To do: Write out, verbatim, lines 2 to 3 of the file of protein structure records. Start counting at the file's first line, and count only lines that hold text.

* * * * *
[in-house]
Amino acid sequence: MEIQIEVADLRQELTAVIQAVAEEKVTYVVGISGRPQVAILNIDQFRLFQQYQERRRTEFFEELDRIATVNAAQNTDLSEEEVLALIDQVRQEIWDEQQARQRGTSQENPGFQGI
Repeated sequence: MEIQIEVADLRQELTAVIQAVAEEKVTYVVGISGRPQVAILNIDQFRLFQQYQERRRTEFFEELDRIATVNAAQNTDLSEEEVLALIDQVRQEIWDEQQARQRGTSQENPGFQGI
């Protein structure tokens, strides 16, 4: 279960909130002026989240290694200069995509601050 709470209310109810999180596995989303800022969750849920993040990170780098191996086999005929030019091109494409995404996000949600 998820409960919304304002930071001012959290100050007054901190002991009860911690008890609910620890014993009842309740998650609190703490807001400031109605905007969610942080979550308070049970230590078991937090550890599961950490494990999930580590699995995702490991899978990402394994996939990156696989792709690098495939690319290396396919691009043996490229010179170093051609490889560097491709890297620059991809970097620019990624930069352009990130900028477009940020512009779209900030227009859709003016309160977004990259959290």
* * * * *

Amino acid sequence: MEIQIEVADLRQELTAVIQAVAEEKVTYVVGISGRPQVAILNIDQFRLFQQYQERRRTEFFEELDRIATVNAAQNTDLSEEEVLALIDQVRQEIWDEQQARQRGTSQENPGFQGI
Repeated sequence: MEIQIEVADLRQELTAVIQAVAEEKVTYVVGISGRPQVAILNIDQFRLFQQYQERRRTEFFEELDRIATVNAAQNTDLSEEEVLALIDQVRQEIWDEQQARQRGTSQENPGFQGI